The ‘Gaudete’ Sunday Gospel portrays the first fervor of those whose hearts were moved to conversion by John the Baptizer. Luke tells us that although the crowds varied from ordinary folk to tax collectors and soldiers, all had the same question: “What should we do?” (Lk.3:10) And John’s response was simple and direct: Share all you have with the needy; do not collect more taxes than required; do not extort or falsely accuse anyone; and be satisfied with your wages. (From Lk. 3:11-15) John’s call to conversion was not a jump in the Jordan and a fleeting feeling of relief. It led to Jesus and a new, dynamic relationship with God and neighbor.

Our Holy Founders had their ‘conversion moments’: Louise’s Pentecost Sunday experience, and Vincent’s Chatillon and Folleville encounters. Both discovered following Christ was not to be found in esoteric spiritual exercises or abstract religious doctrines, but in ministering to others as though they were the Lord Jesus himself. Louise wrote, “I felt in my prayer a great attraction for the holy humanity of Our Lord, and I desired to honor it insofar as I was able in the person of the poor and all my neighbors.” (Spiritual Writings of St. Louise, A. 26, p. 809)

The Vincentian charism that now inspires and guides us came from our Founders’ conversion to Christ and their willingness to stake their lives on that belief every day. Advent allows us to rekindle our connection to the charism by living it as “ambassadors for Christ” (2 Cor. 5:20). Vincent reminded his first followers: “In order to start right and to succeed well, remember to act in the spirit of Our Lord, to untie our actions with his, and to give them a totally noble and divine purpose by dedicating them to his greater glory.” (Coste, Vol. V, pp. 456-457)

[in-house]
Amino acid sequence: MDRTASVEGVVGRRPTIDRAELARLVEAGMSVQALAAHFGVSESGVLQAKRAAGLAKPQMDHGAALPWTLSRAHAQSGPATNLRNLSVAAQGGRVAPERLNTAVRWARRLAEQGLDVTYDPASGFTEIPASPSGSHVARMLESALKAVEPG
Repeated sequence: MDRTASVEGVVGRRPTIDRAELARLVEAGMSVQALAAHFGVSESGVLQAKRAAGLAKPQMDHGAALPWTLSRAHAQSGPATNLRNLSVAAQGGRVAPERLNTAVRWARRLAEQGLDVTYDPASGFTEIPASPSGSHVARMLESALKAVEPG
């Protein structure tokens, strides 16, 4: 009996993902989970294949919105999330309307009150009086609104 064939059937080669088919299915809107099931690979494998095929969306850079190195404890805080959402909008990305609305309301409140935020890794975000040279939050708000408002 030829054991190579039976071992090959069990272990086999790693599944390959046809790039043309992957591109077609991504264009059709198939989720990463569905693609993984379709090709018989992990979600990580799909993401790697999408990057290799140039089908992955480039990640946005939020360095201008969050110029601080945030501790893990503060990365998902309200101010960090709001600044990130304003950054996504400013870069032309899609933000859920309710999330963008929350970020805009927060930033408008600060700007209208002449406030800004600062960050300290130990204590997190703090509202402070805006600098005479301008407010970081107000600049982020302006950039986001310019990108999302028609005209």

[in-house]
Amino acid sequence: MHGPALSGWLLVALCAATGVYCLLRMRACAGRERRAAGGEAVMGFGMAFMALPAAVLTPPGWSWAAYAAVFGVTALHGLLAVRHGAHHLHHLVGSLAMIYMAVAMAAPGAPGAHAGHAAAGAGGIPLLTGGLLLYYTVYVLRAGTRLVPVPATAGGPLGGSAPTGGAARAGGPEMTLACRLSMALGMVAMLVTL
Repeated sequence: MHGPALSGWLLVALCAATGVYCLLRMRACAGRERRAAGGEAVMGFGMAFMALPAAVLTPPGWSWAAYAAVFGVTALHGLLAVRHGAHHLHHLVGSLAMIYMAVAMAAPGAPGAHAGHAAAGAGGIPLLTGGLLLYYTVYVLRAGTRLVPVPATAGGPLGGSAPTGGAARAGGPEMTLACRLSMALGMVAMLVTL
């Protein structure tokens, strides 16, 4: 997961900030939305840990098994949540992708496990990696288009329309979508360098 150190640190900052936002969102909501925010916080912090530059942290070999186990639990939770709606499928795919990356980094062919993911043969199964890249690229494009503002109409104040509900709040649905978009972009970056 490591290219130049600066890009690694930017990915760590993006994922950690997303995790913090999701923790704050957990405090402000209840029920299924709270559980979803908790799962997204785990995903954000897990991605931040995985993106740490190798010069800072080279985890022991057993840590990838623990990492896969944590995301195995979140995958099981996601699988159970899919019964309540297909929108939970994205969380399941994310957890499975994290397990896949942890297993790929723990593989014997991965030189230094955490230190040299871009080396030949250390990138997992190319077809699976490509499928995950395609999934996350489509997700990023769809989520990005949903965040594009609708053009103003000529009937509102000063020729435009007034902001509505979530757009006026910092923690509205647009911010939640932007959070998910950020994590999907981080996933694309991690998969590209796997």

A Time for Redemptive Action

Once we allow Advent to renew us in Jesus’ love and mercy, we can give ourselves more fully to the Vincentian charism. In a prior letter to the Vincentian Family, I suggested this theme to enhance collaboration: “Let us work together to share the Good News and to communicate life to those who are poor.” (June, 2012) Like our charism, Vincentian spirituality is practical and applicable. That was the genius of Vincent and Louise: they saw Christ in the poor, and the poor in Christ. We must work together to spread that charism of charity in our modern-day milieu.